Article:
The Athletic Department will have a balanced budget in fiscal year 2016 based on operating revenues of $153.6 million and operating expenses of $153.6 million. The budget was presented to the Board of Regents on Thursday.

Highlights of the projected 2015-16 operating budget are as follows:

• Football season ticket prices remain unchanged for the public for a second year.

• Student football season ticket prices will be reduced by 37.5 percent in addition to offering need-based discounts based on federal Pell Grant eligibility in football, men’s basketball and ice hockey.

• Similar to FY ’15, the FY ’16 budget reflects a seven-game home football schedule.

• Budgeted conference distributions are projected to increase to $34.7 million from $32 million budgeted in FY ’15.

• Premium seating areas are sold out at Crisler Center and nearly sold out at Michigan Stadium.

• Facility revenues decreased year-over-year because there are no planned major, special-event rentals in FY ’16.

• Total operating expenses budgeted for FY ’16 increase by 0.4 percent from the projected actual operating expenses in FY ’15.

The Athletic Department will make a $5 million transfer to a deferred maintenance fund compared with $5 million in FY ’15 and $4.75 million in FY ’14. The deferred maintenance fund is used as a means to provide for major repair and rehabilitation projects for athletic facilities. The department expects to set aside additional funds in future years.

Based on preliminary results, the Athletic Department currently projects a $7.9 million operating deficit for FY ’15. The operating deficit will be offset by operating reserves. The unfavorable operating outcome is primarily due to lower-than-budgeted spectator admissions, higher-than-budgeted compensation costs, and an unbudgeted increase in food costs following new NCAA regulations for student-athlete nutrition and support.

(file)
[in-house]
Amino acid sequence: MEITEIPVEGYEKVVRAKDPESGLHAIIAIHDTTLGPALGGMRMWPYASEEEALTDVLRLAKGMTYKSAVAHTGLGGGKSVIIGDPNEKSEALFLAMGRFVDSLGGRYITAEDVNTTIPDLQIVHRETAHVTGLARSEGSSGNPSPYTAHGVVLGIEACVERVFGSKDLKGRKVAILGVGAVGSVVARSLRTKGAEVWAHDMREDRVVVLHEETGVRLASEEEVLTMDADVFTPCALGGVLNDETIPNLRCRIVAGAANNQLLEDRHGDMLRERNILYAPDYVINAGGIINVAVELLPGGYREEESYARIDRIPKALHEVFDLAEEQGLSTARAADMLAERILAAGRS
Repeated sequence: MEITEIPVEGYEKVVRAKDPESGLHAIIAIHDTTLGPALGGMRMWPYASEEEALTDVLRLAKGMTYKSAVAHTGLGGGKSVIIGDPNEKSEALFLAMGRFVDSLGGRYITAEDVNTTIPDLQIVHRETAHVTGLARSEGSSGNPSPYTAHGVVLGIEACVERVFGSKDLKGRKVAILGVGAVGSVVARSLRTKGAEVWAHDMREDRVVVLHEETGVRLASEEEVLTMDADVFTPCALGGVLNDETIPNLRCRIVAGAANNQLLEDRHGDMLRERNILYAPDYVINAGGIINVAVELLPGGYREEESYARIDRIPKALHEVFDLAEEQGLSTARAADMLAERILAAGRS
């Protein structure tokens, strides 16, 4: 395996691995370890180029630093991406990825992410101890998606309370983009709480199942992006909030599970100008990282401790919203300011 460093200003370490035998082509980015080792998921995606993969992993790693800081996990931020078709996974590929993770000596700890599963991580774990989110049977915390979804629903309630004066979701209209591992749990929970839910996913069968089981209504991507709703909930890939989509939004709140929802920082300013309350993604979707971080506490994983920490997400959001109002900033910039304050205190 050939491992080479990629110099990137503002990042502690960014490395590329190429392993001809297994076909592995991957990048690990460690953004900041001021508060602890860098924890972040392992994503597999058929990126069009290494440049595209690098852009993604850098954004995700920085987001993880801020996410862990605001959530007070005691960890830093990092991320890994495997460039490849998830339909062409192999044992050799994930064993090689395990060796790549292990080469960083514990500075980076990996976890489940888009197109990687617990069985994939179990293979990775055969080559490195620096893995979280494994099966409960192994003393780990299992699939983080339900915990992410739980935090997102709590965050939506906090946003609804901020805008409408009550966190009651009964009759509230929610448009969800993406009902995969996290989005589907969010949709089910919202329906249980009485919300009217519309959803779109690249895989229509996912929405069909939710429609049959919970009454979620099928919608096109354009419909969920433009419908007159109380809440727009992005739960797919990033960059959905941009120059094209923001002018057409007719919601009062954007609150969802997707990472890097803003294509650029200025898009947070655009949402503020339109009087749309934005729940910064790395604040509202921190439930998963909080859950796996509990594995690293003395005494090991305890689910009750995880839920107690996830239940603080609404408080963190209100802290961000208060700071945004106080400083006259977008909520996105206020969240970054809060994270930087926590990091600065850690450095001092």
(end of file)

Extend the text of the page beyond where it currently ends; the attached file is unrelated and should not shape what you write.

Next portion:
“Finances can change very quickly and, as we have seen this year, we are not immune to the inherent risks of guiding a large intercollegiate athletic program,” said Jim Hackett, interim athletic director. “This is an interesting time for college athletics and we are committed to providing an exemplary student experience. I wish to thank our alumni and fans who join in that commitment in order to ensure that the University of Michigan remains a special place.”

During the 2014-15 academic year, Michigan was the only school to achieve exemplary Academic Progress Rate marks in football (above 990), men’s basketball (995 and above) and women’s basketball (995 and above). Additionally, all 14 U-M men’s varsity athletic teams recorded perfect scores while 10 of the 15 women’s varsity teams also earned perfect scores.

Further, Michigan is the only Big Ten Conference institution to earn NCAA Public Recognition Awards in both football and men’s basketball, with men’s basketball now having earned the award in four straight years. U-M set an institutional record in 2014-15 with 10 Public Recognition Awards for ranking among the top 10 percent of their respective sports in the most recent multiyear APR report.